The gist: Gov. John Bel Edwards sent a letter to President Trump this morning requesting a major disaster declaration for the state. The request comes as positive cases of COVID-29 jumped overnight by 216 for a total of 1,388 cases within the state. The fast-moving illness also claimed 12 more lives overnight for a total of 46 for Louisiana.
What does this mean: A major disaster declaration opens up more ways for the state to respond to the ongoing crisis. Edwards said once the president signs the proclamation, Louisiana will have access to more resources such as PPE, ventilators and hospital beds. The state is looking to expand hospital beds into hotels if needed, using those locations as makeshift halfway houses for the sick who need treatment but not a ventilator.
These are extraordinary times. Edwards stressed again that COVID-19 isn’t your average hurricane disaster. The state won’t be seeing a cavalry riding in from other states to help us. We’re on our own here.
Testing: Louisiana has conducted 8,603 COVID-19 tests; that’s up from around 6,000 yesterday. Lab capacity has also increased to accommodate the massive amount of tests coming in daily. Increased testing means increased positive numbers; across the state, 1,252 citizens lie in hospital beds with symptoms, 271 of them tested positive for COVID-19. As for the other 981, the government expects 60% will test positive. Ninety-four patients are on ventilators.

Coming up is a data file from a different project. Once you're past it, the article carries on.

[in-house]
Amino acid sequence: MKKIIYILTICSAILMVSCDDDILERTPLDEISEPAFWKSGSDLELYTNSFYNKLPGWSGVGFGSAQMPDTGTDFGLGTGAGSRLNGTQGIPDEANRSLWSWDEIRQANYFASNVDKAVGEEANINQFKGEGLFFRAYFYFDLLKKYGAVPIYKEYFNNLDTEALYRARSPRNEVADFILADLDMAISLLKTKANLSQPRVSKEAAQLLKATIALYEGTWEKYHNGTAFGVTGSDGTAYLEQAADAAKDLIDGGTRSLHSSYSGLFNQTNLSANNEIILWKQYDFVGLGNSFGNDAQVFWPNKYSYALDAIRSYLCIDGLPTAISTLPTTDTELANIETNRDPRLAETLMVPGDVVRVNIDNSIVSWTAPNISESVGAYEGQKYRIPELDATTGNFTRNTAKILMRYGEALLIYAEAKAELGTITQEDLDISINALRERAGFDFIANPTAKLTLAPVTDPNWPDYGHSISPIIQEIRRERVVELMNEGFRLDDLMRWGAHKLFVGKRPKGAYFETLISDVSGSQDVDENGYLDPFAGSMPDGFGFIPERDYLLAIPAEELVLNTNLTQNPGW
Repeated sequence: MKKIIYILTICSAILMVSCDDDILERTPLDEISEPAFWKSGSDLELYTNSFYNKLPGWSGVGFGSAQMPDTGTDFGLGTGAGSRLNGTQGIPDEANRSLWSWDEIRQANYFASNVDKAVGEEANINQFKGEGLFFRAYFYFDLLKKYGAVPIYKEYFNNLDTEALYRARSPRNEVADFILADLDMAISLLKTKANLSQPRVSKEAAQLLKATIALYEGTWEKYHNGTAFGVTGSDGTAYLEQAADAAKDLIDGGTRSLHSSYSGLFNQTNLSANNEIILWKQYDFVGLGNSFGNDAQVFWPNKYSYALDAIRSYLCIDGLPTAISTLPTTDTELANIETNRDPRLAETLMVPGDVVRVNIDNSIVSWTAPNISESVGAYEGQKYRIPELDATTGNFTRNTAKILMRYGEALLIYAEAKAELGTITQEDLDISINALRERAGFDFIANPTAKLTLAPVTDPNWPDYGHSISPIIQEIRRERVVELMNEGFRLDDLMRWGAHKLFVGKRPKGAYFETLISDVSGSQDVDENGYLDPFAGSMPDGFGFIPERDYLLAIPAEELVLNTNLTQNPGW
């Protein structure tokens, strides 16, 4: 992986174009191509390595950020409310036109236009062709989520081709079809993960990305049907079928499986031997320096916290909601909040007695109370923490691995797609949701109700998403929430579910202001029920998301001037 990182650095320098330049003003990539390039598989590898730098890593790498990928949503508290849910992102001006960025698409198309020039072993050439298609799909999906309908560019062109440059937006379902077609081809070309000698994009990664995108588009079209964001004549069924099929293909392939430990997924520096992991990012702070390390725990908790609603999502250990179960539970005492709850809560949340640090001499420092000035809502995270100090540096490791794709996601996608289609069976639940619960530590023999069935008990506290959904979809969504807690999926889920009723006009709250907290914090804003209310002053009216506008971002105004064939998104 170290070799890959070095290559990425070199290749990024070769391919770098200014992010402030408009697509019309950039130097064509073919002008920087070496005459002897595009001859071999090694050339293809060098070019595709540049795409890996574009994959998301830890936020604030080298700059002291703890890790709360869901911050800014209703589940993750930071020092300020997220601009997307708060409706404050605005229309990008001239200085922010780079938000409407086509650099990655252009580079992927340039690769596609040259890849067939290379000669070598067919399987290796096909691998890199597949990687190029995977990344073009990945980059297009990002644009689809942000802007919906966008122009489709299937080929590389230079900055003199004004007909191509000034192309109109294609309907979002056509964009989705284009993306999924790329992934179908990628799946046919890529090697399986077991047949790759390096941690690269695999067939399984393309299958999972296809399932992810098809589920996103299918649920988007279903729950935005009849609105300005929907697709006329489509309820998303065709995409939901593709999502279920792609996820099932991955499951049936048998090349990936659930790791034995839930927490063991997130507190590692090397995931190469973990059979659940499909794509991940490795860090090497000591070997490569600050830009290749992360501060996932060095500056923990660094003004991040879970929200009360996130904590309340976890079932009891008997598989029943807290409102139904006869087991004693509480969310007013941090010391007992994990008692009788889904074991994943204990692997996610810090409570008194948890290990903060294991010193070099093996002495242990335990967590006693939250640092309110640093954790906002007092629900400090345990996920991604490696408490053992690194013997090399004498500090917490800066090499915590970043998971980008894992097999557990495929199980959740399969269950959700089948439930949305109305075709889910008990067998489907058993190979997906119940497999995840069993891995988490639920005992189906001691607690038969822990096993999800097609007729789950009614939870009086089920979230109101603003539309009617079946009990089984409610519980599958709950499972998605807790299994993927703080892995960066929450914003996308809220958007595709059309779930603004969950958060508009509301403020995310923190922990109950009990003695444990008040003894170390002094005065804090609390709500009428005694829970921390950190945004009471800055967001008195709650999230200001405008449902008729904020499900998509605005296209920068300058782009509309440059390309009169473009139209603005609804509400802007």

Fat Tuesday: Though by now there’s little way to track how the virus came to set up shop within NOLA’s borders, the governor has a theory.
“The first confirmed case, the first person who tested positive, it was 13 days past Fat Tuesday, and it was in New Orleans,” Edwards said.
More than 1 million tourists converged on New Orleans to catch parades and beads; it’s not hard to see how citizens caught something else. Edwards joked that one day some student will get his doctorate finding out the source, but for now, it remains a mystery.
Money talks: “Until we tackle the medical challenges, it’s hard to see the economy coming back,” Edwards said. As much as Louisiana relies on oil and tourism, the state just doesn’t look very appealing right now to those who would want to visit. Restrictive measures tentatively end in early April, but Edwards said those measures will see extension if needed.
How to help: Edwards asked that citizens donate blood if possible. The state’s stores remain critically low. Food banks have also seen a surge of requests and need donations. Edwards said just $1 can provide four meals at a food bank for those in need, and you can donate dollars right from your living room.
Couch science: The science says mitigation methods work, but we still remain within the holding period to see how well this will work. Edwards commended everyone who’s working from the comfort of their desks. If you’re still in line for unemployment, keep trying, he says. Peak hours start at 8 a.m. and end at 4 p.m., but office hours are until 7 p.m.
“The work I’m asking you to do is stay at home,” Edwards ended the conference saying. We’ll see within the next two weeks if that plea worked.